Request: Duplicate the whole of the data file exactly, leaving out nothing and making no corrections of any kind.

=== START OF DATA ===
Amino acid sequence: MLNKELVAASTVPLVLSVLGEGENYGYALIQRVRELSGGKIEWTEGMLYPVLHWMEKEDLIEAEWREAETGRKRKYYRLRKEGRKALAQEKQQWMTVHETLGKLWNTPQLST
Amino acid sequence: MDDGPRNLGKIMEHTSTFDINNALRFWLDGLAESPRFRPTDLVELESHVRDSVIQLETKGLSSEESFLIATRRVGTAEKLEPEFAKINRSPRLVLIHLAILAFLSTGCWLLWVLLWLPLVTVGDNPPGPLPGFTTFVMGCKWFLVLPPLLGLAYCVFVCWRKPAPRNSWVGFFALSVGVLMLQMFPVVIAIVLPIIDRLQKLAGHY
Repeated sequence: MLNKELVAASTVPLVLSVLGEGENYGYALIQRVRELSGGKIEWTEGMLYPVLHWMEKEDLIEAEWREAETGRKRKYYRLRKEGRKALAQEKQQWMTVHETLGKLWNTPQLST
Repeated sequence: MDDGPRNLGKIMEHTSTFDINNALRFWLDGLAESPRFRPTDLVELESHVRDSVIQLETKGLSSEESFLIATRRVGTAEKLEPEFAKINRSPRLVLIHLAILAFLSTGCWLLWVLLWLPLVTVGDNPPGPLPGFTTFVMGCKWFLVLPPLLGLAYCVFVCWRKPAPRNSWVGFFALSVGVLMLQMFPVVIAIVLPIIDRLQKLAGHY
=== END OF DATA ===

Amino acid sequence: MLNKELVAASTVPLVLSVLGEGENYGYALIQRVRELSGGKIEWTEGMLYPVLHWMEKEDLIEAEWREAETGRKRKYYRLRKEGRKALAQEKQQWMTVHETLGKLWNTPQLST
Amino acid sequence: MDDGPRNLGKIMEHTSTFDINNALRFWLDGLAESPRFRPTDLVELESHVRDSVIQLETKGLSSEESFLIATRRVGTAEKLEPEFAKINRSPRLVLIHLAILAFLSTGCWLLWVLLWLPLVTVGDNPPGPLPGFTTFVMGCKWFLVLPPLLGLAYCVFVCWRKPAPRNSWVGFFALSVGVLMLQMFPVVIAIVLPIIDRLQKLAGHY
Repeated sequence: MLNKELVAASTVPLVLSVLGEGENYGYALIQRVRELSGGKIEWTEGMLYPVLHWMEKEDLIEAEWREAETGRKRKYYRLRKEGRKALAQEKQQWMTVHETLGKLWNTPQLST
Repeated sequence: MDDGPRNLGKIMEHTSTFDINNALRFWLDGLAESPRFRPTDLVELESHVRDSVIQLETKGLSSEESFLIATRRVGTAEKLEPEFAKINRSPRLVLIHLAILAFLSTGCWLLWVLLWLPLVTVGDNPPGPLPGFTTFVMGCKWFLVLPPLLGLAYCVFVCWRKPAPRNSWVGFFALSVGVLMLQMFPVVIAIVLPIIDRLQKLAGHY